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Raikkonen at a loss to explain ‘dark period’ 02 Oct 2008

Kimi Raikkonen (FIN) Ferrari.
Formula One World Championship, Rd 15, Singapore Grand Prix, Preparations, Marina Bay Street Circuit, Singapore, Thursday, 25 September 2008 The car of Kimi Raikkonen (FIN) Ferrari F2008  is recovered after he crashed out of the race
Formula One World Championship, Rd 15, Singapore Grand Prix, Race, Singapore, Sunday, 28 September 2008 Race retiree Kimi Raikkonen (FIN) Ferrari crosses the track.
Formula One World Championship, Rd 13, Belgian Grand Prix, Race, Spa-Francorchamps, Belgium, Sunday, 7 September 2008

For a world champion defending his title, Ferrari’s Kimi Raikkonen has shouldered more than his fair share of lacklustre results this year. And after leaving a Grand Prix empty handed for the fourth time in succession in Singapore, Raikkonen lies a distant fourth in the championship standings, 27 points off the lead.

“Obviously I'm really sad about this situation,” said the Finn. “I can't explain this dark period and there's nothing I can do to change what happened. It's difficult to find the right words: racing at night or during the day, this is definitely not my year.”

Raikkonen crashed out of the Marina Bay night race three laps from the finish, battling Toyota’s Timo Glock for fourth. It wouldn’t have been a great result given his third-place grid slot, but it would have been his best since August, a third place in Hungary. His Belgian race in September ended in a similar circumstance, after he hit a wall while tussling with McLaren’s Lewis Hamilton for the lead.

But as well as the well-publicized driver errors, Raikkonen has had to contend with a car that struggles in wet conditions and the occasional chink in Ferrari’s normally bulletproof reliability. At Monza, Raikkonen struggled to ninth after rain hit the Italian race, while at both the season opener in Melbourne and the inaugural Valencia race his engine failed.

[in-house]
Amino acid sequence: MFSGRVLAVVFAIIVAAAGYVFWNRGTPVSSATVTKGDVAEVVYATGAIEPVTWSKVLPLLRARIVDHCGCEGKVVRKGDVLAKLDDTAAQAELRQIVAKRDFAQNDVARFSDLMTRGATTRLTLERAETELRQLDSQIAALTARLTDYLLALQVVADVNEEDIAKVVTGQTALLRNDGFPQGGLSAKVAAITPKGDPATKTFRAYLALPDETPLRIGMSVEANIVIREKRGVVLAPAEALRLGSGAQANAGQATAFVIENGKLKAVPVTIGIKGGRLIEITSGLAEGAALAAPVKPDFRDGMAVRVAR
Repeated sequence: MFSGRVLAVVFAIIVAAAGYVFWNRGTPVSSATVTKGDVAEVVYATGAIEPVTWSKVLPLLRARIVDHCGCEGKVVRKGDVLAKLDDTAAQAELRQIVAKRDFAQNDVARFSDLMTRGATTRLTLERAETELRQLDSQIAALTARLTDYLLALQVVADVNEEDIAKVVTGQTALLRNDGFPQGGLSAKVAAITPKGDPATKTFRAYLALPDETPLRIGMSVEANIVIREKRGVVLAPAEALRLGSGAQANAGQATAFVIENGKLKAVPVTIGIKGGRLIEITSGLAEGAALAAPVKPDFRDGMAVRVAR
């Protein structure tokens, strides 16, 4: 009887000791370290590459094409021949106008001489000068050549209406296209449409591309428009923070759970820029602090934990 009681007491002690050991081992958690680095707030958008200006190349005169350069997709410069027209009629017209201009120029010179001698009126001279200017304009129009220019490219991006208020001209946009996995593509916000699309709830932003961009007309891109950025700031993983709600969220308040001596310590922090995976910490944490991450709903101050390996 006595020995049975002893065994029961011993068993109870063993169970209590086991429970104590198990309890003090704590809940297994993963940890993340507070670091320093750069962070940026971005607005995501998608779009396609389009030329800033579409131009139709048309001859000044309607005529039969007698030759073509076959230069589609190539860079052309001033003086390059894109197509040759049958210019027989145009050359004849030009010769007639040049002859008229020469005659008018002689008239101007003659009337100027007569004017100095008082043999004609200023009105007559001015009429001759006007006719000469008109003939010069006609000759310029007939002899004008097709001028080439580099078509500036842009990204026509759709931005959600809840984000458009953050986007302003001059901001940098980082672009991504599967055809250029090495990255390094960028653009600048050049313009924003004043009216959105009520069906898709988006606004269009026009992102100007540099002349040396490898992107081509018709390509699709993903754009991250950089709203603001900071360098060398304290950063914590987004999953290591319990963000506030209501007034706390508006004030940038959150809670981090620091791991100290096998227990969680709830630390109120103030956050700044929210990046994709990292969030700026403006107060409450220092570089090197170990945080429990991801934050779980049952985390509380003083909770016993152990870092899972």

In qualifying too, the 28 year-old has struggled to match the performances of his 2007 championship-winning campaign. That season he started just one race from outside the top five. This year he has failed to make the front two rows on four occasions and has scored just two pole positions. And as for race victories, he’s not tasted one since April’s Spanish Grand Prix.

Nevertheless, there is light at the end of the tunnel. His pace is certainly not in question - he has already clocked 10 fastest race laps in 2008, equalling Michael Schumacher's season record. He also has no worries about his future, after Ferrari confirmed him until the end of 2010 last month, and the team have been hard at work finding solutions to both his qualifying issues and the car’s problems in the wet.

“I'm very sorry for the team, because they've done some great work to improve the F2008,” he added. “It seems as if the more we try to improve the situation the less we get in the end. But we know that we've got what it takes to fight for victory. Let's hope that I'll finally have a smooth weekend, from Friday to Sunday evening.”

Still, with just three races left, and a total of 30 world championship points up for grabs, it will be almost impossible for the Finn to retain his crown. Perhaps Raikkonen shouldn’t feel too downcast, though. Historically speaking, it’s a feat that is more difficult to achieve than it looks.

Of Formula One’s 29 world champions, only five have successfully defended their maiden crowns. And Raikkonen can seek solace from the fact he’s not faring as poorly as Jody Scheckter, the last man to win his first championship with Ferrari. From 51 points and the title in 1979, 12 months on Scheckter had slumped to 19th in the standings on just two points.